Velma Dunn wasn’t having her best day.
She felt glum about her scheduled radiation treatment for breast cancer. To top it off, she was nervous that the stranger giving her a ride to the hospital wouldn’t show up.
But Christopher Milton, a volunteer driver with the American Cancer Society’s Road to Recovery program, did show up — not only that afternoon last winter but every Friday after for weeks.
The former DeKalb County police officer filled a crucial void by making sure the Atlanta retiree got to her treatments on the one day a week when none of her friends was available. The importance of that, medical professionals say, shouldn’t be underestimated.
As many as 30 percent of all patients skip doctor appointments, and a key reason, especially for the elderly, is trouble getting to them, according to reports by SCI Solutions, a health care technology firm, and the American Hospital Association. When it comes to cancer, those missed appointments can have a real impact on outcome, doctors say.
That’s one of the reasons the American Cancer Society started the volunteer program several years ago.
Last year, the program provided more than 16,000 rides to Georgia cancer patients. The rides are free, regardless of income or age. Right now, there are about 400 volunteer drivers in the state. And that’s not nearly enough, according to program organizers.
In metro Atlanta, about a third of the requests the program receives are unmet because drivers aren’t available. Meanwhile, the demand for rides is growing. The number of cancer patients seeking rides through the program almost doubled to 1,400 in 2018, up from 800 patients the previous year.
When Milton pulled into Dunn’s apartment complex that first day, she gained far more than a driver to get her from point A to point B. Milton would grow into a friend who supported her not just logistically but emotionally, providing words of comfort and someone to talk to.
The 40-year-old waited at the hospital and drove Dunn back home after radiation treatments. There were no quick goodbyes. He offered Dunn his arm to hold as he helped her walk up a flight of stairs to her apartment. He made sure she was OK before leaving.
“I was not a happy camper, and he kept saying to me, ‘You are going to beat this,’” said Dunn, who is 69.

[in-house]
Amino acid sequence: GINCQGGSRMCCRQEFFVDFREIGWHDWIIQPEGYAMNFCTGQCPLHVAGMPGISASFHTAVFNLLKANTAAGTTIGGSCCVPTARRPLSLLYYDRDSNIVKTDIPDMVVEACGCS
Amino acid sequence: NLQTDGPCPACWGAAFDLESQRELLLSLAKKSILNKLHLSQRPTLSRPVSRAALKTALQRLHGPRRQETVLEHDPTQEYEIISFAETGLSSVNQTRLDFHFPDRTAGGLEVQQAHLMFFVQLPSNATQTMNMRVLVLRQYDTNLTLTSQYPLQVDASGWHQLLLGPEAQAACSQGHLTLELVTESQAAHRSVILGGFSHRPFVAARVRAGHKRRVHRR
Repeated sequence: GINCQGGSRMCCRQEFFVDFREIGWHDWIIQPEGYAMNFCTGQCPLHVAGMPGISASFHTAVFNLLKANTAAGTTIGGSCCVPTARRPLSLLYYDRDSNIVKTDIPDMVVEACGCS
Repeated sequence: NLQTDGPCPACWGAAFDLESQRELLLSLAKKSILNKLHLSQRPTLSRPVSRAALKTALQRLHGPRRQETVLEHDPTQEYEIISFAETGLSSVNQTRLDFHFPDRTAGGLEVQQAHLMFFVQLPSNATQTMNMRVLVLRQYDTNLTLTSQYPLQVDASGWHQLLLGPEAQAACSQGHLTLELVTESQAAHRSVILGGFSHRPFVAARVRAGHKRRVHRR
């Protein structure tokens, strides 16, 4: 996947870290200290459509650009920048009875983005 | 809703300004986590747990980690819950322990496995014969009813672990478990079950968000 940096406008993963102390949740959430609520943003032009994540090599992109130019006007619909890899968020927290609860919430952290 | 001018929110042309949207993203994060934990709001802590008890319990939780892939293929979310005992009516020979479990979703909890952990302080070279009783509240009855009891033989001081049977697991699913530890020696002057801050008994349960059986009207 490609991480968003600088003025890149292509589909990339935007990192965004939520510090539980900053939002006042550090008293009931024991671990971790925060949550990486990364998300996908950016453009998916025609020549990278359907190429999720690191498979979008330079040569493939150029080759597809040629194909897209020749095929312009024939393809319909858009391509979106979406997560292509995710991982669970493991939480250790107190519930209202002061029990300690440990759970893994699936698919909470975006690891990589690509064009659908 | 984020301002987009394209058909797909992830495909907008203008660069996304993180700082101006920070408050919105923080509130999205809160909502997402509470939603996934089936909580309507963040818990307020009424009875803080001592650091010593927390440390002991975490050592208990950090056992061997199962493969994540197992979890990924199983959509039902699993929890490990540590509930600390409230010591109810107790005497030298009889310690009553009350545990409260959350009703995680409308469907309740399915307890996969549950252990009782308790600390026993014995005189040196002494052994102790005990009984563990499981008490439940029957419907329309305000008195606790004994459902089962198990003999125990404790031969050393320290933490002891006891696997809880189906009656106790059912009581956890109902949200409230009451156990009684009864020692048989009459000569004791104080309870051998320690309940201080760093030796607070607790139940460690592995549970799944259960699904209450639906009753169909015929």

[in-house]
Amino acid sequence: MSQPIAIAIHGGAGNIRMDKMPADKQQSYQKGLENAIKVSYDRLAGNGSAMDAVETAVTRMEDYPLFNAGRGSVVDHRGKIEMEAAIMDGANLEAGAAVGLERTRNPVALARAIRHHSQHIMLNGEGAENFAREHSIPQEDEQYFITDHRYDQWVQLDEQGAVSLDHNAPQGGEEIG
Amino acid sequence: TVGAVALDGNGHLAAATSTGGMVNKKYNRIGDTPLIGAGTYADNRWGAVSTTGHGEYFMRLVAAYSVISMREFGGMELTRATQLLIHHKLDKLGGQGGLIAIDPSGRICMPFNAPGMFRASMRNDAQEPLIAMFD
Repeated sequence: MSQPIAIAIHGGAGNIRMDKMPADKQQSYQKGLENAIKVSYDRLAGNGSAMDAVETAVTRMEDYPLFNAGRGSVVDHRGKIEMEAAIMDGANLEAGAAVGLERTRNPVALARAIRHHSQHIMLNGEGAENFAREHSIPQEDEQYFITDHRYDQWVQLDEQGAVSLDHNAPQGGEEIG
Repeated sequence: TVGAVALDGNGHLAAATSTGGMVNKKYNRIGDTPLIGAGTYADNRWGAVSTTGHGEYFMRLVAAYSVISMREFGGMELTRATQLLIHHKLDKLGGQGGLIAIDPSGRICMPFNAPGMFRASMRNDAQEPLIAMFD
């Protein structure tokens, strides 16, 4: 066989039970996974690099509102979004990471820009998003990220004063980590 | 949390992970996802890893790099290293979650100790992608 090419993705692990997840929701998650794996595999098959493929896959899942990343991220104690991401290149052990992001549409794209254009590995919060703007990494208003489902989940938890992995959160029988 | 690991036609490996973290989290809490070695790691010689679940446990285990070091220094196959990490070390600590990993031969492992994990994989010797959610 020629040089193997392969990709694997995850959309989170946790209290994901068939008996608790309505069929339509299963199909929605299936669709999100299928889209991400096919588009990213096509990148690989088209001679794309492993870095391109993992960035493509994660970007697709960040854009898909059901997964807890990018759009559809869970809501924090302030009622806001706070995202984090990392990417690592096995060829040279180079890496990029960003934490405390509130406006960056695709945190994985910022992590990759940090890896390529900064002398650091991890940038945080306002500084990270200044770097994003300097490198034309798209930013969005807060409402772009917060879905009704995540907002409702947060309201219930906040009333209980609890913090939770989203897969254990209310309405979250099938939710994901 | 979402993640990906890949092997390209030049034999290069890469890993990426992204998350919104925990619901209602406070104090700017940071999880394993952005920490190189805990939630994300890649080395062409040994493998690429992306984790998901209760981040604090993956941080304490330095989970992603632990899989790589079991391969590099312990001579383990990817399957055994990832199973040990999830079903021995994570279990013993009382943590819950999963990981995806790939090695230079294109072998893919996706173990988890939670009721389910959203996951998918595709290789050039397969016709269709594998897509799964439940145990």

Rides with compassion
More than 50,400 Georgia residents will be diagnosed with cancer this year. Newly diagnosed cancer patients can face seemingly endless days of appointments, procedures, tests and chemotherapy. The side effects and toll of treatment often make it difficult for patients to drive themselves to appointments. Patients often turn to family and friends for help.
Summer Al-Majed, an oncology social worker at Winship Cancer Institute of Emory University, said patients sometimes resort to public transportation or calling an Uber.
The American Cancer Society also provides vouchers to cancer patients for MARTA and will cover costs for ride-share and cabs for treatment. Still, public transportation is less than optimal, especially for patients with weakened immune systems who should avoid crowded spaces. Also, in metro Atlanta, patients may have to stand and wait at a bus stop and switch buses multiple times because of no direct routes.
Al-Majed said the Road to Recovery is typically her first choice when looking for help for patients who need transportation to Winship. She said other ride services are available through Medicaid and several county senior services agencies. But some have income or age restrictions, or require applications and extensive paperwork. Often, there can be months-long waiting lists.
Meanwhile, Road to Recovery rides can be arranged in as little as three days and can be made by calling the Cancer Society’s help line at 1-800-227-2345.